At Gamla Bíó’s seated concert hall, we show our enthusiasm for a band by gently wobbling in our chairs. Tilbury’s opening performance, however, had the crowd rollicking on their asses like buoys in a storm on Reykjavik’s Old Harbour.
The band’s music builds like a slow clap and each musician adds an essential layer to the dynamic, pop-funk sound. The drums go from a walk to a stampede and the keyboard makes a ghostly entry, almost sounding like a pipe organ. The singing isn’t phenomenal but it doesn’t have to be, this band is built on the tight, sweet delivery of a sound rather than vocal or lyrical majesty. The guy sitting next to me was actually the handsome doppelganger of Vampire Weekend lead singer Ezra Koenig (the resemblance was mind-blowing) and the point of me telling you this is that he couldn’t think of any band that Tilbury could be compared to. I couldn’t either and for that, we both gave Tilbury high marks for originality and incomparable groovy-ness.
After Tilbury was Marius Ziska, the Faroese answer to Fleet Foxes, if Robin Pecknold sounded like he had completed puberty. Marius Ziska was my favorite performance of the festival thus far and one of the most beautiful bands I think I’ve ever heard. The three front men harmonize like a Ramayana chant and you can literally feel the sound traveling through the floor, up the chair and into your bones. They play baroque-pop that sounds mythic and otherworldly. At one point the lead singer, Marius Ziska himself, whipped out a ukulele to play a song he had written for his son. It was a lullaby in the guise of indie rock and a reminder of how lullabies are truly the oldest form of folk music and perhaps the most universal. The last song they played was in Faroese and they could have been singing about circus hamsters and I wouldn’t have strayed from my mesmerized absorption of their sound.
Following Marius was Hymnalaya, which has a core group of four but I counted thirteen members on stage at one point. Hymnalaya play with horns, strings and a mixed bag of percussion so while they were setting all of this up, I was bracing myself for a tribe performance of Arcade Fire design or the freak folk convention that is an Edward Sharpe show. It was actually a very mellow performance and sole vocalist Einar Kristinn does a fantastic job of tying all of the band’s musical elements together. He sounds a lot like Rufus Wainwright and is similarly enhanced when backed by orchestral strings.
Ólöf Arnalds was the night’s folk heroine and one of the greatest Icelandic acts I’ve seen. She sings a high-pitched, Ozark-style folk and I distinctly remember thinking at one point while she sang a song off of her recent album “Innundir skinni” that only a woman could sing like that. Her sound is like a less cute and more fantastic and polished Joanna Newsom. She was an incredible singer and storyteller and skilled guitar player. I could have watched her perform for hours.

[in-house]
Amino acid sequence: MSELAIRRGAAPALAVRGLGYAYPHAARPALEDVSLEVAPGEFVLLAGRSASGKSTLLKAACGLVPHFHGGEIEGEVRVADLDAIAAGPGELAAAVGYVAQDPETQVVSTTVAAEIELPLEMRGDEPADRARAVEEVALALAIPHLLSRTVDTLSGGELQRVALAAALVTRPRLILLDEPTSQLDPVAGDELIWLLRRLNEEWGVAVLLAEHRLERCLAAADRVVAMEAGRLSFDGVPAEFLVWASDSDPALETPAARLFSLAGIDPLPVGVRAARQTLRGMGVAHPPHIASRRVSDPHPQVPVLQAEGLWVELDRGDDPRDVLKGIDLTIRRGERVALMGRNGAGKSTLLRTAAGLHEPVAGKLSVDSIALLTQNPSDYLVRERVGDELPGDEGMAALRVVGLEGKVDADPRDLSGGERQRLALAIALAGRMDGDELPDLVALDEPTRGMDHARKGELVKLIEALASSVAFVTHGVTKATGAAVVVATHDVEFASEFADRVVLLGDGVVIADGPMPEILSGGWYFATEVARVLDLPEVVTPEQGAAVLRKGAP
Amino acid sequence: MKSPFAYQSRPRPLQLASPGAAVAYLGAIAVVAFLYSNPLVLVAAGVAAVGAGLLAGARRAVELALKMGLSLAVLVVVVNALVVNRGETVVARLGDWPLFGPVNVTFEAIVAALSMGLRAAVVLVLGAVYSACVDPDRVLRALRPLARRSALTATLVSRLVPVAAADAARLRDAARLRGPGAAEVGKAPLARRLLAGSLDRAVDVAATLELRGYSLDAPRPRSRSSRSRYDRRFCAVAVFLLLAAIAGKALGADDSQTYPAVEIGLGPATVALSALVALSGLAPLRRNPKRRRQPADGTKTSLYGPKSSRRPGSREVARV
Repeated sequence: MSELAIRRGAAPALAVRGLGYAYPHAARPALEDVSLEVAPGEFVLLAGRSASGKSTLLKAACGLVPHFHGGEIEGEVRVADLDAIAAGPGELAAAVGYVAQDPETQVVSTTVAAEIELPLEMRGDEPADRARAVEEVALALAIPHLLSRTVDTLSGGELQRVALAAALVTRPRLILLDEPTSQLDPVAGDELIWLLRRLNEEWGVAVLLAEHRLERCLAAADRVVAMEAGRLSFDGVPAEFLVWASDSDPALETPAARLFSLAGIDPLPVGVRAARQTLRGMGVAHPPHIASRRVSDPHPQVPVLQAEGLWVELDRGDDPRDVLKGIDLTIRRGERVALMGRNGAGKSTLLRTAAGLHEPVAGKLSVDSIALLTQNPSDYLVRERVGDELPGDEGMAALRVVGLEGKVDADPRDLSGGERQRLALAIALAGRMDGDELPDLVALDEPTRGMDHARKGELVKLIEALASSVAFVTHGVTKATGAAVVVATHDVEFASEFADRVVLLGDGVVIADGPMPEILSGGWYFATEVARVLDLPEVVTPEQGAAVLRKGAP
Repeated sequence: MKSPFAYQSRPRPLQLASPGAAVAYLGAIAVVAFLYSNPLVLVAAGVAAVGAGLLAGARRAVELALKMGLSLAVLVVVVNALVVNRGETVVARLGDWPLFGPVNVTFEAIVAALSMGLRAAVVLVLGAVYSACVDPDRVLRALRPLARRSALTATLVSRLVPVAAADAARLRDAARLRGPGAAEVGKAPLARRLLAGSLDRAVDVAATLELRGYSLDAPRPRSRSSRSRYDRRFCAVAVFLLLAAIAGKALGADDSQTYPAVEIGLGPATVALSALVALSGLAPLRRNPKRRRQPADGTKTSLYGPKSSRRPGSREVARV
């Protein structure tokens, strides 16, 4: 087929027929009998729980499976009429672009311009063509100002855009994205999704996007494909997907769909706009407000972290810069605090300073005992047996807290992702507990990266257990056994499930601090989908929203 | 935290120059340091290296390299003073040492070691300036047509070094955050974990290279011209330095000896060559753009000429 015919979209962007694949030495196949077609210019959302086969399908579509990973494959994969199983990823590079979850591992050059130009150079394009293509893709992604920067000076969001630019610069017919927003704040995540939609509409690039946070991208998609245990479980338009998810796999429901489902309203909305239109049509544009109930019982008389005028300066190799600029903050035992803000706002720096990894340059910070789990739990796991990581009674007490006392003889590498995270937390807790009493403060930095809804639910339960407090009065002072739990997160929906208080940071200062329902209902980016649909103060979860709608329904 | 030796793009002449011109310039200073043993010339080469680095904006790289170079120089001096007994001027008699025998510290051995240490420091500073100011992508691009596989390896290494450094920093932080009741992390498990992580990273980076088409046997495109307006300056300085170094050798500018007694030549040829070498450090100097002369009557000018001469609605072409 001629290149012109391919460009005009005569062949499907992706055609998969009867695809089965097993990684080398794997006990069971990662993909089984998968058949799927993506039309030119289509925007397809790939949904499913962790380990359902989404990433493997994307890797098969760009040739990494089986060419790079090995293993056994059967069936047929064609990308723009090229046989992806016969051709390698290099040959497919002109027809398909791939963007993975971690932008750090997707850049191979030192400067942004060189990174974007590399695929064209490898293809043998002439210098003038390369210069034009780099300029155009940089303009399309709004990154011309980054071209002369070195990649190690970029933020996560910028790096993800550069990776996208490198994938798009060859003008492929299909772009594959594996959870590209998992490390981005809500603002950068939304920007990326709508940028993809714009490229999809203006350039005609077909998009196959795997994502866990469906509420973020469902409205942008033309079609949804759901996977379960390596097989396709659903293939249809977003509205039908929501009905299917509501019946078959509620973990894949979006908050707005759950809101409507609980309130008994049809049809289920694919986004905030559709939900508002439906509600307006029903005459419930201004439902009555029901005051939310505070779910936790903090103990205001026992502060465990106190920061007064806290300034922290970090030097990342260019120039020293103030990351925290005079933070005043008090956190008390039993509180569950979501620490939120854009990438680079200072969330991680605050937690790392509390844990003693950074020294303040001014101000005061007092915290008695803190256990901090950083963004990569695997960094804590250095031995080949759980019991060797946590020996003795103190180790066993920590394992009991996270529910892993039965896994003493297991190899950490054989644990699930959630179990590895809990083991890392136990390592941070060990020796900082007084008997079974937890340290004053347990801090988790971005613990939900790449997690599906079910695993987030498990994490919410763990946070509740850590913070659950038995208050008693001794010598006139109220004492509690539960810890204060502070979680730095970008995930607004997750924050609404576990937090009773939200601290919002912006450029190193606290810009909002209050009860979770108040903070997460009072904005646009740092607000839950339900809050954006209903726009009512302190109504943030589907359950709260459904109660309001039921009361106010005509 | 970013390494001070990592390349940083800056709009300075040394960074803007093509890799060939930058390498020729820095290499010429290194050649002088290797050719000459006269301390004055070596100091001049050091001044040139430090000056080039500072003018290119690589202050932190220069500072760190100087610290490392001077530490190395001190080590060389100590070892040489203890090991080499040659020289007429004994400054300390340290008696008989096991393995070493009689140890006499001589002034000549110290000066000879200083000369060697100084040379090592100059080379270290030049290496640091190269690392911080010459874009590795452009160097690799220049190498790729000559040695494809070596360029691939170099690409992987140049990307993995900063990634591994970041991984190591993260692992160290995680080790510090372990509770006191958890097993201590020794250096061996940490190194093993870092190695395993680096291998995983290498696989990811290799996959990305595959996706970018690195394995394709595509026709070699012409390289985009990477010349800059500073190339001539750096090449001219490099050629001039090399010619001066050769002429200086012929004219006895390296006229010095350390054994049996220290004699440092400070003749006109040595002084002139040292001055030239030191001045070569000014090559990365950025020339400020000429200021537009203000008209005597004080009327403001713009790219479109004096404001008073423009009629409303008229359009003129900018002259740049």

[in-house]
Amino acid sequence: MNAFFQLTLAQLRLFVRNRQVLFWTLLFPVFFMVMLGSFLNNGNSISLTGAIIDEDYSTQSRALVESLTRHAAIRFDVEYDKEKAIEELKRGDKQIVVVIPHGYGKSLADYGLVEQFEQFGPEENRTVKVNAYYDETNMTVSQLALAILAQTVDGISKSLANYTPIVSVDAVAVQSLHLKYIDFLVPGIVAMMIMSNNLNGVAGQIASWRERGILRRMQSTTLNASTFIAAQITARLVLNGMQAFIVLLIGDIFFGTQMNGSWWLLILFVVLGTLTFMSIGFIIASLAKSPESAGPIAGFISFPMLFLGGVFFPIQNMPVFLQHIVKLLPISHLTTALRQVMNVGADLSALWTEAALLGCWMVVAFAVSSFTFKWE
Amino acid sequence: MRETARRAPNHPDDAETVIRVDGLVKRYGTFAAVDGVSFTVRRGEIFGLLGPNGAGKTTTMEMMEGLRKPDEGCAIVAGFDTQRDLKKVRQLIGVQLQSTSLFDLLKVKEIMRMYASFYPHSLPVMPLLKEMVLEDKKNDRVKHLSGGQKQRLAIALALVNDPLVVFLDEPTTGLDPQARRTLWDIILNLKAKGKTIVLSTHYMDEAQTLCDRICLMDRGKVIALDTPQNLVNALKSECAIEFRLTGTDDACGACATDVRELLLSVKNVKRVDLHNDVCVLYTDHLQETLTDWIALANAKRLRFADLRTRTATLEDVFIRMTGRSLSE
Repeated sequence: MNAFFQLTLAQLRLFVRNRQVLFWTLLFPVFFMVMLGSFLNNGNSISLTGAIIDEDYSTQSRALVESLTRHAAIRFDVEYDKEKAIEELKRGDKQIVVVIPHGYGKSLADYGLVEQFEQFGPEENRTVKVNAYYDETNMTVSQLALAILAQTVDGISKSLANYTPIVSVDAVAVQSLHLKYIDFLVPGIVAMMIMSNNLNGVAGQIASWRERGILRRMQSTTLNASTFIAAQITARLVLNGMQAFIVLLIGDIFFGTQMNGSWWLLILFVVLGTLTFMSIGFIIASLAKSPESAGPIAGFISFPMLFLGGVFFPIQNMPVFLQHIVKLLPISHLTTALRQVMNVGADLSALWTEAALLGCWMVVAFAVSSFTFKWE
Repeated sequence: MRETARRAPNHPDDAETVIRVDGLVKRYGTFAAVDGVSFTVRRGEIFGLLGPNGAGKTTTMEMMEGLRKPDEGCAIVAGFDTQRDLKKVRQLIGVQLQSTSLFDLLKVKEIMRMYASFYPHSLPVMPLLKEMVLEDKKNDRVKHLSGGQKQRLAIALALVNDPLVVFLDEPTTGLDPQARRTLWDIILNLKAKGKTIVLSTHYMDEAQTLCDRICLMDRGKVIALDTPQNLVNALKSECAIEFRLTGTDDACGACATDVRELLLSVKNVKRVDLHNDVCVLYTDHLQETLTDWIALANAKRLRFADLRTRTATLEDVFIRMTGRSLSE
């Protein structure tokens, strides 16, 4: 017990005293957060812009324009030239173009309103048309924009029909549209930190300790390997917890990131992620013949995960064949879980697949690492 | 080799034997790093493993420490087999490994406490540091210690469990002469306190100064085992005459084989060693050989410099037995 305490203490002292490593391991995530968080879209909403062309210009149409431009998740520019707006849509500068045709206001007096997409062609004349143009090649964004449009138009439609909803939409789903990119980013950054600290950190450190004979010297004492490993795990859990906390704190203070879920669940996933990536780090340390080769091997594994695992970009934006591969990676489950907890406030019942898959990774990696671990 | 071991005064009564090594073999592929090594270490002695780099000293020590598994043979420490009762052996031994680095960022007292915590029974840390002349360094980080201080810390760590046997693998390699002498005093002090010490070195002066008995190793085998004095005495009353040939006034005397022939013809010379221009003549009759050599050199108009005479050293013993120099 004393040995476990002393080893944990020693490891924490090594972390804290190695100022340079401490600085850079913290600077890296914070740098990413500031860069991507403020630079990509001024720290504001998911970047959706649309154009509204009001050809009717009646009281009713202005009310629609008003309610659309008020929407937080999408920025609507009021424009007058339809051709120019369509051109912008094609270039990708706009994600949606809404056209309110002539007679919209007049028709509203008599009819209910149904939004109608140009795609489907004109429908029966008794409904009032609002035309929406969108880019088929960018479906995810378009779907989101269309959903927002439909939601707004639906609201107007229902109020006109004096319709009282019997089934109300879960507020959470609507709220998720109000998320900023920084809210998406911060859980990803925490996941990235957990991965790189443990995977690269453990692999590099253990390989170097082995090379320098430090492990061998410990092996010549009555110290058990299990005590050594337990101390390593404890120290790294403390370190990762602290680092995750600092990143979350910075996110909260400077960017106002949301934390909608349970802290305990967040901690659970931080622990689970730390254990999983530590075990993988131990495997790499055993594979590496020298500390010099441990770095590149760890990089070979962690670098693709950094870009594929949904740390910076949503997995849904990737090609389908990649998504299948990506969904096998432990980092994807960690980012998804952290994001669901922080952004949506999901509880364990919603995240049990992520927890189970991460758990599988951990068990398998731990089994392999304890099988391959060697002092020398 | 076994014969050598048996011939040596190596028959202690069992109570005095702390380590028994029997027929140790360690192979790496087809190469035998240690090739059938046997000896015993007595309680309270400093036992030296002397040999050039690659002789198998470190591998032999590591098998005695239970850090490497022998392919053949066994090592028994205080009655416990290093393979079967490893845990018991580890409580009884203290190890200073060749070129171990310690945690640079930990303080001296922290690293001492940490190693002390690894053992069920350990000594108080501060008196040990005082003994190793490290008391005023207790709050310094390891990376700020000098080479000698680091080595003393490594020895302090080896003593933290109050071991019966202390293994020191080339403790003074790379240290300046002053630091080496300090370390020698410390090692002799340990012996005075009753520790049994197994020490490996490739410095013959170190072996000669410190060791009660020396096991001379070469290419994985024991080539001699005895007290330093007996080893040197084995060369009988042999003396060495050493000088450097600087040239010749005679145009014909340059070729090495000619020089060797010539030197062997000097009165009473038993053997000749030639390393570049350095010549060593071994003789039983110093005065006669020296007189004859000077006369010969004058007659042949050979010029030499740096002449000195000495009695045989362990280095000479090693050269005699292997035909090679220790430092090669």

Sweden’s Mariam The Believer was the best surprise and perhaps proof that I’ve been living under a rock. I noticed Gamla Bíó getting more and more packed prior to her performance, which peaked my curiousity enough to start asking people if Mariam was big. My neighbor (no longer Ezra) said I was sure to recognize at least one of her songs and when she opened with her hit “The String Of Everything” the familiarity was instant. Mariam is fantastic, badass and bluesy. Her songs are soulful with infusions of salsa and Middle Eastern mysticism. At times she employs a psychic howl and at other times she sounds like Jefferson Airplane’s Grace Slick. Her drummer is an essential part of this mix and his jazzy solo during one song was a fresh edition to the dominating vocals. If you like Amy Winehouse, you’ll love Mariam, but be ready for something uniquely her own.
Villagers followed Mariam and they were a good, token Irish indie rock band. They had a heady following in the crowd and loads of supportive dancing to fuel the electricity they emitted on stage. Their lyrics are carefully written and lead singer Conor O’Brien has a breathtaking voice, though I wouldn’t say it is in anyway like Justin Vernon’s of Bon Iver as claimed on the band’s Airwaves bio. They are a talented band and a fantastic, if not incredibly unique, show.
The last act of the night was Sin Fang, which caused an anaconda queue outside of Gamla Bíó. This is what Airwaves is about – catching the native kid that all of the locals want to see explode. Sindri Már Sigfússon (Sin Fang) is that kid. Sindri opened his own set by playing his one-handed psychedelic electronica backed by his youthful and dreamy vocals. He was then joined by Maggi (of Tilbury and many other acts) on drums and bassist Arnljótur Sigurðsson of Ojba Rasta (and many others) as well as a horn player and another guitarist and keyboardist. Together they added ambient acoustics to Sin Fang songs about dreams, sunbeams and his hit ‘What’s Wrong With Your Eyes?’ By the end of the show, there was loads of dancing going on and an encore was demanded.
The rollicking spilled into the aisles, balconies, doorways and stage front where hair was whipped into a storm and flailing arms dashed through the air and, in true ‘Airwaves’ form, everyone floated away with the music.
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